Hollywood screenwriting is a big business. It’s practically a law that anyone with opposable thumbs who lives in Southern California write a screenplay, lured in by the knowledge that even uncommissioned spec scripts used to make between six and seven figures just a few short years ago.
With so many people chasing the dream, it was only natural that another cottage industry sprung up alongside it: one filled with screenwriting “gurus." John Truby, Syd Field, Lew Hunter, Robert McKee – all guys who have written books and hosted seminars designed to show aspiring Shane Black wannabes how to craft their story so studio bosses (or, more accurately, lowly secretaries and freelance readers) get excited about the project and pass it up the line.
The ideas behind story structure aren’t new – Aristotle wrote Poetics in 335 B.C., a few years before the first multiplex sprung up – but the past few decades have seen a rise in the number of books and software designed to help writers crack their tales. For years, Field’s Screenplay was arguably the most influential – espousing the benefits of a three-act structure with generalized advice about where one act ends and another starts. For years, you could basically chart movies with your watch and a pad of paper, picking out the plot points where acts transitioned and inciting incidents according to Field’s paradigm.
Countless other books tweaked the formula – and it was a formula, giving things new names or occasionally arguing for a five-act structure instead of three – but the recipe was mostly generalized. That meant there was at least some room for deviation and creativity on the writer’s part.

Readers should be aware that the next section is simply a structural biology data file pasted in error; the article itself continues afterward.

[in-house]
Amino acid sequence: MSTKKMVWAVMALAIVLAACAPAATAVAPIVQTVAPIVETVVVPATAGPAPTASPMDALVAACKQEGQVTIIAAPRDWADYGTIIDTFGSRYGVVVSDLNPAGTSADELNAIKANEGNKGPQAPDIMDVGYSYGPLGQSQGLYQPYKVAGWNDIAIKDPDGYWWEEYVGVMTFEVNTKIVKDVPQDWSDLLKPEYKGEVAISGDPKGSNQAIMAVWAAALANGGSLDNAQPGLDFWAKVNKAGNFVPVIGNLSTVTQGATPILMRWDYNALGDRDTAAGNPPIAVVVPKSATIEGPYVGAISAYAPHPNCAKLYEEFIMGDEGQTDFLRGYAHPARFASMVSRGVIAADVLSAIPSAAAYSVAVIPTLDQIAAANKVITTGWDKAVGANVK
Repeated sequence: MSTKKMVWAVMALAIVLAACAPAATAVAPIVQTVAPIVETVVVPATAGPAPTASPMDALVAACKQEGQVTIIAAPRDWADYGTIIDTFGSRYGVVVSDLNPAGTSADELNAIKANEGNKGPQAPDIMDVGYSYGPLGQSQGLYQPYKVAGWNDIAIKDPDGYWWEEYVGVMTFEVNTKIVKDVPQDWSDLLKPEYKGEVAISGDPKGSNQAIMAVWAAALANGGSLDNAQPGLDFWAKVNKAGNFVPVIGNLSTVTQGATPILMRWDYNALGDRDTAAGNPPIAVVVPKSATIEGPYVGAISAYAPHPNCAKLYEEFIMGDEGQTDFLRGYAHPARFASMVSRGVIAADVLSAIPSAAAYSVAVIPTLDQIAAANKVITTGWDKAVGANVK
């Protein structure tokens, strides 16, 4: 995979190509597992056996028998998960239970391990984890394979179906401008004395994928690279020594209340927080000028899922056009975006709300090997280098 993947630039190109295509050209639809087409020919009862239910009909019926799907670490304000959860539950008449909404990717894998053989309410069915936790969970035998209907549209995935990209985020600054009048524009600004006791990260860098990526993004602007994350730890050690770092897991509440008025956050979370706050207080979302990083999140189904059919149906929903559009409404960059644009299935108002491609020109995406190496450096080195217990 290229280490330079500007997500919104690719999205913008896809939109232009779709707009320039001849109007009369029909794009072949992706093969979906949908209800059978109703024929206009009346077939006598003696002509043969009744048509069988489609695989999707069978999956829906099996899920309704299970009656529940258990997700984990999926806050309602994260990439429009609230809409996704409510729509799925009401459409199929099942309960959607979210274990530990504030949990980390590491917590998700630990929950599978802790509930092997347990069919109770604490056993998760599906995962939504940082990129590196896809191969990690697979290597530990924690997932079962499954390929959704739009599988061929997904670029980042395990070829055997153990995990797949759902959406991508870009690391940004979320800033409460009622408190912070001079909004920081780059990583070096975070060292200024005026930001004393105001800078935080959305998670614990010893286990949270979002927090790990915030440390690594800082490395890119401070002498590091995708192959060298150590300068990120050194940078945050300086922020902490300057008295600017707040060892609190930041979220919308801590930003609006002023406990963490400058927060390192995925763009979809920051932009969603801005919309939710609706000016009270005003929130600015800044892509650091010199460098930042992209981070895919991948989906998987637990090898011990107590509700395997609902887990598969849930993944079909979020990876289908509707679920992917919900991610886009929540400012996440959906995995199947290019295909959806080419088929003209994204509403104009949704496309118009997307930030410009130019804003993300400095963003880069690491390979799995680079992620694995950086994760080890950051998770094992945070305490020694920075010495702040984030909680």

That all changed in 2005, when screenwriter Blake Snyder wrote a book called Save the Cat: The Last Book on Screenwriting You’ll Ever Need. The book showcased Snyder’s variation on the three-act structure. Unlike Field and his contemporaries, Snyder got intricately detailed when it came to what should happen when. In essence, he created a screenwriting formula based on watching hundreds of Hollywood films and breaking down their beats by the minute they occur and genre, and then replicating it in different stories.
When I read the book back in 2006, it was eye-opening. Snyder really did his homework and an aspiring writer could follow his instructions and come out with a fairly serviceable script, which is exactly what many spec writers and studio hires have been doing for the past six or seven years.
A recent article posted over at Slate examines just how prevalent Snyder’s (who passed away in 2009) method has become. If you’ve watched some of Hollywood’s biggest blockbusters over the past few years and felt you were seeing the same basic stories with different characters, you weren’t really imagining things; that’s just Snyder’s influence on the studio system and the writers working in it.
While very little of what Snyder came up with was entirely original (there are lots of nods to Poetics, Field’s work, and Joseph Campbell’s The Hero with a Thousand Faces in Save the Cat's system), that’s almost fitting since so many of the films written using his technique don’t seem particularly original either. Don’t just take my word for it, though. Peter Suderman over at Slate breaks it all down far more effectively than I ever could.
And to be fair, I don’t think any of this as meant as a dig at Snyder. The author didn’t do anything other writers hadn’t been doing for years – studying stories to find their DNA and structure to make his own work better – and the way he breaks down popular films is interesting even if you’re not a screenwriter wannabe and just someone who loves film. If you want to blame anyone for the seemingly endless stream of movies following his system to the letter, blame Hollywood (which loves a sure thing that’s worked in the past) and writers (who are always looking for a shortcut that makes the process of writing a little easier and more manageable). Really, though, don’t even blame them – because as previous screenwriting crazes have demonstrated, this one too shall pass.